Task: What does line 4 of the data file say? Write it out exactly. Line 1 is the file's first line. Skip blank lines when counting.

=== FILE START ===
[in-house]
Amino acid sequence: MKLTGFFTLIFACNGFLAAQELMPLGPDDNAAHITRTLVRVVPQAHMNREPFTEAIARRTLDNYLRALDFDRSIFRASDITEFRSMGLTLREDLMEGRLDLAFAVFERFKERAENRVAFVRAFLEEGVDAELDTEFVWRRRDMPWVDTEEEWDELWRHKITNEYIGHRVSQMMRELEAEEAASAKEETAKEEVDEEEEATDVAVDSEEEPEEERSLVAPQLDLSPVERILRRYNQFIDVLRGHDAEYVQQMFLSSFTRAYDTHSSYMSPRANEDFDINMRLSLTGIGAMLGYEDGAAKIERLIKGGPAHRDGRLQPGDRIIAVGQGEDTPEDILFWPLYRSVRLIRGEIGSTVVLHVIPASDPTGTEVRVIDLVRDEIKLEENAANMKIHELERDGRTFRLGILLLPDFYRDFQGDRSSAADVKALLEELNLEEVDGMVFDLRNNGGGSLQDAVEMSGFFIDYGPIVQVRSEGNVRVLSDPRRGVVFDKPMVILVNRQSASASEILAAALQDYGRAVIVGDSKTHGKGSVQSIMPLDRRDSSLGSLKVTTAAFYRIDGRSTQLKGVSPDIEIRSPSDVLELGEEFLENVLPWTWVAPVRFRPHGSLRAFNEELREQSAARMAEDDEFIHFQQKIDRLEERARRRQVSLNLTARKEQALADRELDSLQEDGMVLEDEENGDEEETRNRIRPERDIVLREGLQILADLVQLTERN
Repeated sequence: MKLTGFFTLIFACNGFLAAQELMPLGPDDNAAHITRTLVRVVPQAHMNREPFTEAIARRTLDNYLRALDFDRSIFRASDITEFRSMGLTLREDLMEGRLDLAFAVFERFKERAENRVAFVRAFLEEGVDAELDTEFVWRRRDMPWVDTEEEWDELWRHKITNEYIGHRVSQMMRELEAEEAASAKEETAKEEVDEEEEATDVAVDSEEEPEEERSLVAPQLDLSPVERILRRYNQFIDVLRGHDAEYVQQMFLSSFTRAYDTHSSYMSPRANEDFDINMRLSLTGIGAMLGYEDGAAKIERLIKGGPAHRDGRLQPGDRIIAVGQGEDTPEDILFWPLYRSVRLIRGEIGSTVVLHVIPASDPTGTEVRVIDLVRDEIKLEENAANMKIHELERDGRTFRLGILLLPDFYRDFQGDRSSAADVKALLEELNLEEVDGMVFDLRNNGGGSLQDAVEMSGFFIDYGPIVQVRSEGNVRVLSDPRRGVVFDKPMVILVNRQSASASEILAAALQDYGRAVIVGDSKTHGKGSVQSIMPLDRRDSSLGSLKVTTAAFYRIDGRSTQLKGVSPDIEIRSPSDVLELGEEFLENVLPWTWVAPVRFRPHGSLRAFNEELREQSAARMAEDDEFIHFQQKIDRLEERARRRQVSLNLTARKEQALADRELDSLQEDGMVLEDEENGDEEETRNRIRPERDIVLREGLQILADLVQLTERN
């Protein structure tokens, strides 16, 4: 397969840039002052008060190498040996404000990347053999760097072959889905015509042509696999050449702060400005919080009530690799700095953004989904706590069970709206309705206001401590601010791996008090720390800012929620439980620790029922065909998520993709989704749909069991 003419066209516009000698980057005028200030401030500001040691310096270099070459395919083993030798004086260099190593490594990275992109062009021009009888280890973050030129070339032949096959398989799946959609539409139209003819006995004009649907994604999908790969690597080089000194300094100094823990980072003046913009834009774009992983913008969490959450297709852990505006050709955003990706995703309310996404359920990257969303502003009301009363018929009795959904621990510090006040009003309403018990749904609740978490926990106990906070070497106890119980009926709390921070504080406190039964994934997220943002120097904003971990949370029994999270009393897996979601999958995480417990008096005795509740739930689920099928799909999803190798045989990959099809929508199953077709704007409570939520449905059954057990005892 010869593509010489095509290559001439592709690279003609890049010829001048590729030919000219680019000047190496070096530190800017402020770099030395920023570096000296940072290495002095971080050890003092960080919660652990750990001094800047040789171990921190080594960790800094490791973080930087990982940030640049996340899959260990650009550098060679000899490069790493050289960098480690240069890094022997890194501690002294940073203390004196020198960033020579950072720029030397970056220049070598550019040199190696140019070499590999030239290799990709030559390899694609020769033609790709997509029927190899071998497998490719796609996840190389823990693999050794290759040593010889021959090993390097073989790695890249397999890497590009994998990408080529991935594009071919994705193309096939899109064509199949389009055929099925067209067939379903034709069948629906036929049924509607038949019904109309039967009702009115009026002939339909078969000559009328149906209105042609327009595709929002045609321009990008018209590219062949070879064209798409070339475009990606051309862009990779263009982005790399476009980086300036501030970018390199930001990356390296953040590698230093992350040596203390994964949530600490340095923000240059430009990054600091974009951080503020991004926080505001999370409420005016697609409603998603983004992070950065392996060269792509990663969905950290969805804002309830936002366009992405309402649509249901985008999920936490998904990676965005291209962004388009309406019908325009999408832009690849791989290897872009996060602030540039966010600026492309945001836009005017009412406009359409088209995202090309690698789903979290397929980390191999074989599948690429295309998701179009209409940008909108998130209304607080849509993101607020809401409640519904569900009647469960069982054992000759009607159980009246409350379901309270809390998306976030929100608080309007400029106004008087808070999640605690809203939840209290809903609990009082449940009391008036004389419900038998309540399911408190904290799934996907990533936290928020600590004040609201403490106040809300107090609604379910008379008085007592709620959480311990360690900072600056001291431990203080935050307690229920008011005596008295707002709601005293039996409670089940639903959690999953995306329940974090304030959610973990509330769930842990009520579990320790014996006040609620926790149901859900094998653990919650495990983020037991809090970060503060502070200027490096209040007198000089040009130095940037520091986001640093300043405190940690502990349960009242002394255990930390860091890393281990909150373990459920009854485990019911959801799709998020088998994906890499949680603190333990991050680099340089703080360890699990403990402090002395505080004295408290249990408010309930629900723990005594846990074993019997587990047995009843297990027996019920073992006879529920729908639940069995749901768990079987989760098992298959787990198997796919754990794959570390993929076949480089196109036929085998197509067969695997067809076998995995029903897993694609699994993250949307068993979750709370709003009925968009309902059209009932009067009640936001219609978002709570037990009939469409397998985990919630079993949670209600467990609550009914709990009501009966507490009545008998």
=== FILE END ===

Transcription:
């Protein structure tokens, strides 16, 4: 397969840039002052008060190498040996404000990347053999760097072959889905015509042509696999050449702060400005919080009530690799700095953004989904706590069970709206309705206001401590601010791996008090720390800012929620439980620790029922065909998520993709989704749909069991 003419066209516009000698980057005028200030401030500001040691310096270099070459395919083993030798004086260099190593490594990275992109062009021009009888280890973050030129070339032949096959398989799946959609539409139209003819006995004009649907994604999908790969690597080089000194300094100094823990980072003046913009834009774009992983913008969490959450297709852990505006050709955003990706995703309310996404359920990257969303502003009301009363018929009795959904621990510090006040009003309403018990749904609740978490926990106990906070070497106890119980009926709390921070504080406190039964994934997220943002120097904003971990949370029994999270009393897996979601999958995480417990008096005795509740739930689920099928799909999803190798045989990959099809929508199953077709704007409570939520449905059954057990005892 010869593509010489095509290559001439592709690279003609890049010829001048590729030919000219680019000047190496070096530190800017402020770099030395920023570096000296940072290495002095971080050890003092960080919660652990750990001094800047040789171990921190080594960790800094490791973080930087990982940030640049996340899959260990650009550098060679000899490069790493050289960098480690240069890094022997890194501690002294940073203390004196020198960033020579950072720029030397970056220049070598550019040199190696140019070499590999030239290799990709030559390899694609020769033609790709997509029927190899071998497998490719796609996840190389823990693999050794290759040593010889021959090993390097073989790695890249397999890497590009994998990408080529991935594009071919994705193309096939899109064509199949389009055929099925067209067939379903034709069948629906036929049924509607038949019904109309039967009702009115009026002939339909078969000559009328149906209105042609327009595709929002045609321009990008018209590219062949070879064209798409070339475009990606051309862009990779263009982005790399476009980086300036501030970018390199930001990356390296953040590698230093992350040596203390994964949530600490340095923000240059430009990054600091974009951080503020991004926080505001999370409420005016697609409603998603983004992070950065392996060269792509990663969905950290969805804002309830936002366009992405309402649509249901985008999920936490998904990676965005291209962004388009309406019908325009999408832009690849791989290897872009996060602030540039966010600026492309945001836009005017009412406009359409088209995202090309690698789903979290397929980390191999074989599948690429295309998701179009209409940008909108998130209304607080849509993101607020809401409640519904569900009647469960069982054992000759009607159980009246409350379901309270809390998306976030929100608080309007400029106004008087808070999640605690809203939840209290809903609990009082449940009391008036004389419900038998309540399911408190904290799934996907990533936290928020600590004040609201403490106040809300107090609604379910008379008085007592709620959480311990360690900072600056001291431990203080935050307690229920008011005596008295707002709601005293039996409670089940639903959690999953995306329940974090304030959610973990509330769930842990009520579990320790014996006040609620926790149901859900094998653990919650495990983020037991809090970060503060502070200027490096209040007198000089040009130095940037520091986001640093300043405190940690502990349960009242002394255990930390860091890393281990909150373990459920009854485990019911959801799709998020088998994906890499949680603190333990991050680099340089703080360890699990403990402090002395505080004295408290249990408010309930629900723990005594846990074993019997587990047995009843297990027996019920073992006879529920729908639940069995749901768990079987989760098992298959787990198997796919754990794959570390993929076949480089196109036929085998197509067969695997067809076998995995029903897993694609699994993250949307068993979750709370709003009925968009309902059209009932009067009640936001219609978002709570037990009939469409397998985990919630079993949670209600467990609550009914709990009501009966507490009545008998």